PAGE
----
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AI-triage system trial in Yorkshire CCG reduces A&E attendances by over a third

by Rebecca Gilroy
16 October 2019

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A telephone-based management service has reduced admissions to hospital emergency departments by 36% for one CCG in the north of England.

A randomised controlled trial of AI-based health coaching service, the Proactive Coaching Service, found improvements in health and quality of life in GP practice patients across the Vale of York CCG.

The CCG saw that patients using the service showed a reduction in A&E attendances.

The Vale of York CCG began rolling out the service to GP practice patients a couple of months ago with the Selby Town primary care network (PCN). Their north locality PCN is currently in the roll-out phase and it should be completed in the central locality PCN by end of December 2019.

Increased demand

Dr Andrew Lee, the executive director of primary care and population health at the CCG, said: ‘We know that nationally there is increasing demand for urgent and emergency care services. Some of this comes from patients with multiple and complex health conditions.

‘Through Proactive Health Coaching, we have a tried and tested preventative strategy that simultaneously provides better care for these patients and reduces stress on A&E departments and wider health services.’

The technology uses data analytics to identify patients with long-term health conditions who are potentially regular service users. They are then offered nurse-led support and coaching.

The trial found that 55% of patients who used the service felt more engaged with their care – 84% reported improved confidence in managing their conditions.

A telephone-based management service has reduced admissions to hospital emergency departments by 36%.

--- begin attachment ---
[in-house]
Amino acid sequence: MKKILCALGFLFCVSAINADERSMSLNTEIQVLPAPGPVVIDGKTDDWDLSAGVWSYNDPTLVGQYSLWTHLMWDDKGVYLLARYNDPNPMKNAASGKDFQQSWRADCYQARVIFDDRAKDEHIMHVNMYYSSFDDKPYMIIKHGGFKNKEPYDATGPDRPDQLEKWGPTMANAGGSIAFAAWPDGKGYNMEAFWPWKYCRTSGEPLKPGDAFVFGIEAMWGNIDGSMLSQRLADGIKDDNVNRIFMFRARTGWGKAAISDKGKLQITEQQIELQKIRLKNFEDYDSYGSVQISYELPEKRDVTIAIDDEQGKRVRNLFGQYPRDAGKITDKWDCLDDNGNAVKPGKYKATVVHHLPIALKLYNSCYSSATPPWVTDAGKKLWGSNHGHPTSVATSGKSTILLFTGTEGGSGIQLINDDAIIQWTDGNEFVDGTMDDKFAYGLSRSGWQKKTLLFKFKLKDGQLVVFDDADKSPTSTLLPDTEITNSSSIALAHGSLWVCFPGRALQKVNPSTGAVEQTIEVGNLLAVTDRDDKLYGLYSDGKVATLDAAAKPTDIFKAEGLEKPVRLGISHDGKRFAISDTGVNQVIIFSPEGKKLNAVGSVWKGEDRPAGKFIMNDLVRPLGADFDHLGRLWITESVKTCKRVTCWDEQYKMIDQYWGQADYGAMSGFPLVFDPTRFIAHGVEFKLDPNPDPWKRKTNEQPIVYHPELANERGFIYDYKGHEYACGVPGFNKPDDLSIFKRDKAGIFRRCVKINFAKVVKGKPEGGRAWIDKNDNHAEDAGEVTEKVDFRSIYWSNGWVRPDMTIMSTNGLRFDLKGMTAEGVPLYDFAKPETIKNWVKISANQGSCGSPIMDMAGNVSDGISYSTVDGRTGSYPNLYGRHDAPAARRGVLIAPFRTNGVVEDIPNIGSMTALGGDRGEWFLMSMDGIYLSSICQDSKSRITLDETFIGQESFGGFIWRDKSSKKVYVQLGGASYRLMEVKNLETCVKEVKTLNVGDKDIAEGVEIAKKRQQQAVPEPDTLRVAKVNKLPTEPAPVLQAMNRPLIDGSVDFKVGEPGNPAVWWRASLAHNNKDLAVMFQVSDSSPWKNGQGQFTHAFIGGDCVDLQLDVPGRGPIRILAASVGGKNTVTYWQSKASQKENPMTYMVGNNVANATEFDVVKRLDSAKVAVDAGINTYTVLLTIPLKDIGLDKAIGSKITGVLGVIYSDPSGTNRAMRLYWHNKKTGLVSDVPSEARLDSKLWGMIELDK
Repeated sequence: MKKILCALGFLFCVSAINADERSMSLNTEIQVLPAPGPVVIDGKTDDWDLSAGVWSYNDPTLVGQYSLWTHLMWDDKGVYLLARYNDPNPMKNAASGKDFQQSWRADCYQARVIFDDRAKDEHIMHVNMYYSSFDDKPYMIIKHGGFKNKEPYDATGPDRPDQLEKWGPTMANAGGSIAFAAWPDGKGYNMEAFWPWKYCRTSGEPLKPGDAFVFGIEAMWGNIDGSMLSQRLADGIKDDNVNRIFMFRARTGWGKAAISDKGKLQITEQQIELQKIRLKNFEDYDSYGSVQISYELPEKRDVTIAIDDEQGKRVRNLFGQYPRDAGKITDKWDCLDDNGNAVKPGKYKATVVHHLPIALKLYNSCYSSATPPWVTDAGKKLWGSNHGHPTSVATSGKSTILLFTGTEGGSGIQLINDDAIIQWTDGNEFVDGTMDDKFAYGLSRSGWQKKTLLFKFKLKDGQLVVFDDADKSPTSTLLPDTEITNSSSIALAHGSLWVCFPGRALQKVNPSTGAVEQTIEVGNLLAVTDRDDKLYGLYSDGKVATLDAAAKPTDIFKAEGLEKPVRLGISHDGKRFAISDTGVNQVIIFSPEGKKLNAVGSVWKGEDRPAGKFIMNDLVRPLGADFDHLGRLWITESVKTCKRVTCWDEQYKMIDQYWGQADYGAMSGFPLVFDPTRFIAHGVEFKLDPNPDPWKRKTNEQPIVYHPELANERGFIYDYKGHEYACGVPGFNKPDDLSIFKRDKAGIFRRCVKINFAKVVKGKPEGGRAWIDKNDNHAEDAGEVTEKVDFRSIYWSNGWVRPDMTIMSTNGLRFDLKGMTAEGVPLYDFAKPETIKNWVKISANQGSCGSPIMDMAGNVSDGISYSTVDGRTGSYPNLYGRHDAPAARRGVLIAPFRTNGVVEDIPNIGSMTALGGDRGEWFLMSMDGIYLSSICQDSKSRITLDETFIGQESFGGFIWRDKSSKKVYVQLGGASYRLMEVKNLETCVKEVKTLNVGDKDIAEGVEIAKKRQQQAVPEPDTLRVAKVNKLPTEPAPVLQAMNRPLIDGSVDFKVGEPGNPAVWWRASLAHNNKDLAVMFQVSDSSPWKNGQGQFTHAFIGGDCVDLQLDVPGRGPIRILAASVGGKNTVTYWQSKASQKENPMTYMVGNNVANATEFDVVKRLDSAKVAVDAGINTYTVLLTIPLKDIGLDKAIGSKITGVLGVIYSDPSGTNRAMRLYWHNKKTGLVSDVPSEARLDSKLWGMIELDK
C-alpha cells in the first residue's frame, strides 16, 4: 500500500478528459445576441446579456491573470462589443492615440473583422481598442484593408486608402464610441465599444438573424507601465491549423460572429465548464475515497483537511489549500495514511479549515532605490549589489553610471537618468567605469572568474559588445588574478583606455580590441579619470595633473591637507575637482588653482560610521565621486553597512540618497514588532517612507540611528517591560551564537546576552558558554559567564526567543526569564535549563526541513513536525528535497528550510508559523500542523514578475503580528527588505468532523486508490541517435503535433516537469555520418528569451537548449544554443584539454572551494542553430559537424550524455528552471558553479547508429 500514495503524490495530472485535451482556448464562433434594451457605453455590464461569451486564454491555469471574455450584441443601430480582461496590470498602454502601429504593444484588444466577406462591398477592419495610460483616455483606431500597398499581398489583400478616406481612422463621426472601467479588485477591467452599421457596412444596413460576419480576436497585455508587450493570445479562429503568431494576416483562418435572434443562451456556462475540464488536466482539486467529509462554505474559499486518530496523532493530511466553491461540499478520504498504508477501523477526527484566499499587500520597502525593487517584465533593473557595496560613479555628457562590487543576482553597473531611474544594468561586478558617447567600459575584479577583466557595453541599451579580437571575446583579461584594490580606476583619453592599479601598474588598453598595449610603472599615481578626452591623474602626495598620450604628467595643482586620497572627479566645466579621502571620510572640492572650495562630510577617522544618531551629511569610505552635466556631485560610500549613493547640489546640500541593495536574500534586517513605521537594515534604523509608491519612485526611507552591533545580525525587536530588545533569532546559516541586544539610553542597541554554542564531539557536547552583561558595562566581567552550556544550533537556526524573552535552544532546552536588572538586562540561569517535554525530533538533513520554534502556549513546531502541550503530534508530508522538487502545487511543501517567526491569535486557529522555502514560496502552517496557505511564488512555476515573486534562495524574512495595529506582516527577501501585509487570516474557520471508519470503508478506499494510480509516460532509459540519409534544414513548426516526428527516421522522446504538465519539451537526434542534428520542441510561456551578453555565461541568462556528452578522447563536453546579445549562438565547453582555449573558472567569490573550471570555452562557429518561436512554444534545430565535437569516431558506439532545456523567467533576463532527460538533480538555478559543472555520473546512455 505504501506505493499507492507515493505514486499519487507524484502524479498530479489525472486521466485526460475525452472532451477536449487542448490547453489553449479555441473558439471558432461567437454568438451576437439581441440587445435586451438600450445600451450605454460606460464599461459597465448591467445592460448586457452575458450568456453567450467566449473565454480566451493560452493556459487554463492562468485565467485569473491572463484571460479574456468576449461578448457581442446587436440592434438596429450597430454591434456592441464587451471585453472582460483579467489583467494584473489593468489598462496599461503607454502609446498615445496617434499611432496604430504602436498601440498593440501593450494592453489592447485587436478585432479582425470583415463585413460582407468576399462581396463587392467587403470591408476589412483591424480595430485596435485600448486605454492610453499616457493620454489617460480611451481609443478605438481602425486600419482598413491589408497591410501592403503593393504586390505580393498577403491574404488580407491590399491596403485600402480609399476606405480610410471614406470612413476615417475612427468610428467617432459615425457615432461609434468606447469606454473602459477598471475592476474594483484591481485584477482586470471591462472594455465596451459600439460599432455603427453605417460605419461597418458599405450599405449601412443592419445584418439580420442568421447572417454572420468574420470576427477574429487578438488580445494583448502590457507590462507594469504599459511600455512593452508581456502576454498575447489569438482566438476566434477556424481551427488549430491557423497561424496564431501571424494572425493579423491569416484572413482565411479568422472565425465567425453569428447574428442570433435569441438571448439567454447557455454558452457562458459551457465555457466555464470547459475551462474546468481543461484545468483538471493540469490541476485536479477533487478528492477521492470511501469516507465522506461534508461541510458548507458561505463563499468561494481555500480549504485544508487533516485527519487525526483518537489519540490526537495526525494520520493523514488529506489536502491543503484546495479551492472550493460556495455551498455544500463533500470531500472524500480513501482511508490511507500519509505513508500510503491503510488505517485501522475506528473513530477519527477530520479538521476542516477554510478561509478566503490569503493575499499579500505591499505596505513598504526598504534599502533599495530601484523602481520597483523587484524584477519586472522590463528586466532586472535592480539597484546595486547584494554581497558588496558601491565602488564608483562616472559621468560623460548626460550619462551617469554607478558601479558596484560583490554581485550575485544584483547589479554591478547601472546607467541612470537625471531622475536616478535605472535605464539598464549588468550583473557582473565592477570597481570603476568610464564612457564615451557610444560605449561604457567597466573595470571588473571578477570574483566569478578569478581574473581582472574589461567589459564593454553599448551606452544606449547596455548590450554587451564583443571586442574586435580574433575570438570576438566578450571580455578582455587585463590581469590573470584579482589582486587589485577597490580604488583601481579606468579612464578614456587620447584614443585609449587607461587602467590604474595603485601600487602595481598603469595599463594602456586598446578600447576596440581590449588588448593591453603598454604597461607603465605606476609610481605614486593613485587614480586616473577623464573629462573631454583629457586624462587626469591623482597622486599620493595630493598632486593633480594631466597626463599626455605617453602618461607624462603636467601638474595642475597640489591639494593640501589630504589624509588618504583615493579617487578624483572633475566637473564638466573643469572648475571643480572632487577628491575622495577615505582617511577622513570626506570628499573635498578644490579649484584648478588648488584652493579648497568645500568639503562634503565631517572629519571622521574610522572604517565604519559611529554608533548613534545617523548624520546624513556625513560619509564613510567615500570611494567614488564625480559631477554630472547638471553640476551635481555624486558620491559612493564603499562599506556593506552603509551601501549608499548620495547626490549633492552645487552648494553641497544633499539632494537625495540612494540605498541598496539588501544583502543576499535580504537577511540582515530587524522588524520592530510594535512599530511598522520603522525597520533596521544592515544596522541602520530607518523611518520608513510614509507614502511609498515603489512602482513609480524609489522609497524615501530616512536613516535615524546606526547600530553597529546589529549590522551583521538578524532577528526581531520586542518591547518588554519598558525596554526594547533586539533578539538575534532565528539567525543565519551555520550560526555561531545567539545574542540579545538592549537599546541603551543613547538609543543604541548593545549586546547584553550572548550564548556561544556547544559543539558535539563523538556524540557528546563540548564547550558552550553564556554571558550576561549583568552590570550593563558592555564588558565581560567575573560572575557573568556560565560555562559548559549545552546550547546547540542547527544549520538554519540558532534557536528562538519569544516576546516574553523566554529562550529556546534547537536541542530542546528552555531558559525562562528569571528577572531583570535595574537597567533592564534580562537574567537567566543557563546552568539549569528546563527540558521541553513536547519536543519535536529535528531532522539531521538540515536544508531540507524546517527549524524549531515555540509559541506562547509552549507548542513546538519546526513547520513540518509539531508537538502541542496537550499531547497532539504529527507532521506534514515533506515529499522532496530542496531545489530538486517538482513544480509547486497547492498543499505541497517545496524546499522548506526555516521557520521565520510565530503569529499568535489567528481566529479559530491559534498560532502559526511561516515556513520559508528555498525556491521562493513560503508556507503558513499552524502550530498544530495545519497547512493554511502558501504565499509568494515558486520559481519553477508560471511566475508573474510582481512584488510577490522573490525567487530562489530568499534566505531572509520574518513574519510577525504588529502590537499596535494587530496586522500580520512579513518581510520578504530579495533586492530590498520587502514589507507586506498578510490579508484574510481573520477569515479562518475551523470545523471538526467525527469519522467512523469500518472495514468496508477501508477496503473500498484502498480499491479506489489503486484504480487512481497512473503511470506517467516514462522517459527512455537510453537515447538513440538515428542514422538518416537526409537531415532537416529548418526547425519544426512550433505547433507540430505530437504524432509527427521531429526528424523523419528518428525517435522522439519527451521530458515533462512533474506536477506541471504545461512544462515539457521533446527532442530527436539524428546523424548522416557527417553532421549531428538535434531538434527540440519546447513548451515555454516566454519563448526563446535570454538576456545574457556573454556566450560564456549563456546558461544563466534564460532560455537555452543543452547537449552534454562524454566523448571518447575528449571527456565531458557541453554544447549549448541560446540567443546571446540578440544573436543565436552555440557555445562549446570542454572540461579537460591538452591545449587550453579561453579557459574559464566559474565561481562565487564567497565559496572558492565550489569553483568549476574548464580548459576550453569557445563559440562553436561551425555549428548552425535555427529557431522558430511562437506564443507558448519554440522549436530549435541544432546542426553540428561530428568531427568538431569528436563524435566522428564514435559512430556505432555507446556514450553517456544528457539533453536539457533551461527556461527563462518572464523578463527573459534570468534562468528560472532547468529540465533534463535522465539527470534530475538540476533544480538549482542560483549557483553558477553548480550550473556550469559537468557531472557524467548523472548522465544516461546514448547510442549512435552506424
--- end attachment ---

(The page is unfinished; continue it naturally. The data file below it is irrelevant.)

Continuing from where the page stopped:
A randomised controlled trial of AI-based health coaching service, the Proactive Coaching Service, found improvements in health and quality of life in patients across the Vale of York Clinical Commissioning Group (CCG).

Working with the York Teaching Hospital NHS Foundation Trust, the CCG saw that patients using the service showed a reduction in A&E attendances.

The Vale of York CCG began rolling out the service into primary care a couple of months ago with the Selby Town primary care network (PCN). Their north locality PCN is currently in the roll-out phase and it should be completed in the central locality PCN by end of December 2019.

Dr Andrew Lee, the executive director of primary care and population health at the CCG, said: ‘We know that nationally there is increasing demand for urgent and emergency care services. Some of this comes from patients with multiple and complex health conditions.

‘Through Proactive Health Coaching, we have a tried and tested preventative strategy that simultaneously provides better care for these patients and reduces stress on A&E departments and wider health services.’

The technology uses data analytics to identify patients with long-term health conditions who are potentially regular service users. They are then offered nurse-led support and coaching.

The trial found that 55% of patients who used the service felt more engaged with their care – 84% reported improved confidence in managing their conditions.


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